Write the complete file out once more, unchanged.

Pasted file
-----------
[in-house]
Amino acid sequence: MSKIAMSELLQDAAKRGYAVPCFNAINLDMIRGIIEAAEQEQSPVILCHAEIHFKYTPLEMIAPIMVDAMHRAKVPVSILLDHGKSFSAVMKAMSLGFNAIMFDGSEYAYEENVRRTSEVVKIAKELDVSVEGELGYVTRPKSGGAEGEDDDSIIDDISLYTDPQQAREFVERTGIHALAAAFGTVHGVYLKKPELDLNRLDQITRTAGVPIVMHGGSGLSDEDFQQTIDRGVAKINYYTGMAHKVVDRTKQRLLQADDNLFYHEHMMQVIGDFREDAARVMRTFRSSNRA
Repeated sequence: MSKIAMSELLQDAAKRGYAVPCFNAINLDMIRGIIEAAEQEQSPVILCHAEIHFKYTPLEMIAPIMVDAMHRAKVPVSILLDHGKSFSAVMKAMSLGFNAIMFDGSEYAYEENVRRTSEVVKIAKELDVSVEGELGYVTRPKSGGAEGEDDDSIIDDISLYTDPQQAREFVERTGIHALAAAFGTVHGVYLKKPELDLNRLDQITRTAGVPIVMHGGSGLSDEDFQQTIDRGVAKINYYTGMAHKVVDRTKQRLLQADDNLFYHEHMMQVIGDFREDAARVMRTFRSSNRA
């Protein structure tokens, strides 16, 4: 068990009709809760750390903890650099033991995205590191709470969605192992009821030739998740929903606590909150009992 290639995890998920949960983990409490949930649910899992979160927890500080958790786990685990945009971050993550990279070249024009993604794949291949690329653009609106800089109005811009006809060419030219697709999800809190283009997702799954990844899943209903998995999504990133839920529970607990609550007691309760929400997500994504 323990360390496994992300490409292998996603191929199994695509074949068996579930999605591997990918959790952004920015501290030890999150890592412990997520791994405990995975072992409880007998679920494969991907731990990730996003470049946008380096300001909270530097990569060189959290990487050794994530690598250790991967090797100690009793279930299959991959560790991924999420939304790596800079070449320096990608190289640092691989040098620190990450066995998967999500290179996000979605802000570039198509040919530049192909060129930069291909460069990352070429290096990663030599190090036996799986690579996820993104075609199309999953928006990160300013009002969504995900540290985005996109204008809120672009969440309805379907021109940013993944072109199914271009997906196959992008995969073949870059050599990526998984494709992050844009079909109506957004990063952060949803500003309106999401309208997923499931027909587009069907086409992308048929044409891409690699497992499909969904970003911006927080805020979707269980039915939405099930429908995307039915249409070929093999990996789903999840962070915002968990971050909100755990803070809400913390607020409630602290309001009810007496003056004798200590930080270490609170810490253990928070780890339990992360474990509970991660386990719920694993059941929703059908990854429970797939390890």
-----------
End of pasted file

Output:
[in-house]
Amino acid sequence: MSKIAMSELLQDAAKRGYAVPCFNAINLDMIRGIIEAAEQEQSPVILCHAEIHFKYTPLEMIAPIMVDAMHRAKVPVSILLDHGKSFSAVMKAMSLGFNAIMFDGSEYAYEENVRRTSEVVKIAKELDVSVEGELGYVTRPKSGGAEGEDDDSIIDDISLYTDPQQAREFVERTGIHALAAAFGTVHGVYLKKPELDLNRLDQITRTAGVPIVMHGGSGLSDEDFQQTIDRGVAKINYYTGMAHKVVDRTKQRLLQADDNLFYHEHMMQVIGDFREDAARVMRTFRSSNRA
Repeated sequence: MSKIAMSELLQDAAKRGYAVPCFNAINLDMIRGIIEAAEQEQSPVILCHAEIHFKYTPLEMIAPIMVDAMHRAKVPVSILLDHGKSFSAVMKAMSLGFNAIMFDGSEYAYEENVRRTSEVVKIAKELDVSVEGELGYVTRPKSGGAEGEDDDSIIDDISLYTDPQQAREFVERTGIHALAAAFGTVHGVYLKKPELDLNRLDQITRTAGVPIVMHGGSGLSDEDFQQTIDRGVAKINYYTGMAHKVVDRTKQRLLQADDNLFYHEHMMQVIGDFREDAARVMRTFRSSNRA
């Protein structure tokens, strides 16, 4: 068990009709809760750390903890650099033991995205590191709470969605192992009821030739998740929903606590909150009992 290639995890998920949960983990409490949930649910899992979160927890500080958790786990685990945009971050993550990279070249024009993604794949291949690329653009609106800089109005811009006809060419030219697709999800809190283009997702799954990844899943209903998995999504990133839920529970607990609550007691309760929400997500994504 323990360390496994992300490409292998996603191929199994695509074949068996579930999605591997990918959790952004920015501290030890999150890592412990997520791994405990995975072992409880007998679920494969991907731990990730996003470049946008380096300001909270530097990569060189959290990487050794994530690598250790991967090797100690009793279930299959991959560790991924999420939304790596800079070449320096990608190289640092691989040098620190990450066995998967999500290179996000979605802000570039198509040919530049192909060129930069291909460069990352070429290096990663030599190090036996799986690579996820993104075609199309999953928006990160300013009002969504995900540290985005996109204008809120672009969440309805379907021109940013993944072109199914271009997906196959992008995969073949870059050599990526998984494709992050844009079909109506957004990063952060949803500003309106999401309208997923499931027909587009069907086409992308048929044409891409690699497992499909969904970003911006927080805020979707269980039915939405099930429908995307039915249409070929093999990996789903999840962070915002968990971050909100755990803070809400913390607020409630602290309001009810007496003056004798200590930080270490609170810490253990928070780890339990992360474990509970991660386990719920694993059941929703059908990854429970797939390890």